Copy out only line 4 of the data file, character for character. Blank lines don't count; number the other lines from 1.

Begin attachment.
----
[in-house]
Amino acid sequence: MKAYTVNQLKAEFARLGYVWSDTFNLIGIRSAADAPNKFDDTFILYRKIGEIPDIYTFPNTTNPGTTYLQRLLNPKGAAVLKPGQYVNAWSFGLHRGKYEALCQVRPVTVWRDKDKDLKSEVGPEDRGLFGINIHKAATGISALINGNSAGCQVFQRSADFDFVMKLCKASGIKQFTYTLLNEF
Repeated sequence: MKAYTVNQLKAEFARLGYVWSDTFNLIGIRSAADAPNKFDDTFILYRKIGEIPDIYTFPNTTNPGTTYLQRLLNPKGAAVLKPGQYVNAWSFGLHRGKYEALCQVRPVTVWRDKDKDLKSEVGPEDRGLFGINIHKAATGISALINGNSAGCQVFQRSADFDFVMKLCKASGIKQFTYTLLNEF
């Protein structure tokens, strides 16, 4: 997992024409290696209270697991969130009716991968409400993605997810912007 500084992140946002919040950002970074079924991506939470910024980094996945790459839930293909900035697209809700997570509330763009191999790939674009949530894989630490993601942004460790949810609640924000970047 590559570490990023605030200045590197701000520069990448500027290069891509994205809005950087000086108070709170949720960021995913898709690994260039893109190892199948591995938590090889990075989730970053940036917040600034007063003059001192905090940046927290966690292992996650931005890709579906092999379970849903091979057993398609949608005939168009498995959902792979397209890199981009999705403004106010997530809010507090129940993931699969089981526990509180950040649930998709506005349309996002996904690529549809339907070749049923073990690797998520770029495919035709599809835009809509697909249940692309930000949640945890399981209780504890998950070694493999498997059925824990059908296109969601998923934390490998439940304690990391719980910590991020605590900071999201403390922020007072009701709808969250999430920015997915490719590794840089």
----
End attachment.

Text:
């Protein structure tokens, strides 16, 4: 997992024409290696209270697991969130009716991968409400993605997810912007 500084992140946002919040950002970074079924991506939470910024980094996945790459839930293909900035697209809700997570509330763009191999790939674009949530894989630490993601942004460790949810609640924000970047 590559570490990023605030200045590197701000520069990448500027290069891509994205809005950087000086108070709170949720960021995913898709690994260039893109190892199948591995938590090889990075989730970053940036917040600034007063003059001192905090940046927290966690292992996650931005890709579906092999379970849903091979057993398609949608005939168009498995959902792979397209890199981009999705403004106010997530809010507090129940993931699969089981526990509180950040649930998709506005349309996002996904690529549809339907070749049923073990690797998520770029495919035709599809835009809509697909249940692309930000949640945890399981209780504890998950070694493999498997059925824990059908296109969601998923934390490998439940304690990391719980910590991020605590900071999201403390922020007072009701709808969250999430920015997915490719590794840089």